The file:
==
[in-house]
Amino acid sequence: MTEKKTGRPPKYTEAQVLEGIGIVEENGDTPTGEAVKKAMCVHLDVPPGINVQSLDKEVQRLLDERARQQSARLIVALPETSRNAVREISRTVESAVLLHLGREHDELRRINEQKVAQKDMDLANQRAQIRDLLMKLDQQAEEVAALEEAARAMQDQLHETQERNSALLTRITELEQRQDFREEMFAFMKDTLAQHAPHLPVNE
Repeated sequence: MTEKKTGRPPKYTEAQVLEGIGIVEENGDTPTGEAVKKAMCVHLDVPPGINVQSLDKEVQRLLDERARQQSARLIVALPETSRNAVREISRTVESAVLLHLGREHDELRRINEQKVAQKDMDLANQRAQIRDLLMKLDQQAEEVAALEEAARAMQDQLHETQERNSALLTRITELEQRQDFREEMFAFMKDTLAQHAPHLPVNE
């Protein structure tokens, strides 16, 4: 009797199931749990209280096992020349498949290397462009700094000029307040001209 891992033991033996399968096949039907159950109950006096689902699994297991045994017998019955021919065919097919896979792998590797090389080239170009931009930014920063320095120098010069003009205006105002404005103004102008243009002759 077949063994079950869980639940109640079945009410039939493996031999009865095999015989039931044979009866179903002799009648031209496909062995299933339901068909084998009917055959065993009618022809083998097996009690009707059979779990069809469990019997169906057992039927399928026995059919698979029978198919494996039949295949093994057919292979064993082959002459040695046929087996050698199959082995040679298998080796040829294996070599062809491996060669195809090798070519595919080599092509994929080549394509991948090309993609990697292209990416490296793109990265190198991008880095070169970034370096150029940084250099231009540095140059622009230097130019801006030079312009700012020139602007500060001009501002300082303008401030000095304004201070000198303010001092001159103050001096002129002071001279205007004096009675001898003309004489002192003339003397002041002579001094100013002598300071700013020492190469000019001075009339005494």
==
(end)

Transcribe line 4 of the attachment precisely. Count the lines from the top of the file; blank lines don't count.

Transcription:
């Protein structure tokens, strides 16, 4: 009797199931749990209280096992020349498949290397462009700094000029307040001209 891992033991033996399968096949039907159950109950006096689902699994297991045994017998019955021919065919097919896979792998590797090389080239170009931009930014920063320095120098010069003009205006105002404005103004102008243009002759 077949063994079950869980639940109640079945009410039939493996031999009865095999015989039931044979009866179903002799009648031209496909062995299933339901068909084998009917055959065993009618022809083998097996009690009707059979779990069809469990019997169906057992039927399928026995059919698979029978198919494996039949295949093994057919292979064993082959002459040695046929087996050698199959082995040679298998080796040829294996070599062809491996060669195809090798070519595919080599092509994929080549394509991948090309993609990697292209990416490296793109990265190198991008880095070169970034370096150029940084250099231009540095140059622009230097130019801006030079312009700012020139602007500060001009501002300082303008401030000095304004201070000198303010001092001159103050001096002129002071001279205007004096009675001898003309004489002192003339003397002041002579001094100013002598300071700013020492190469000019001075009339005494």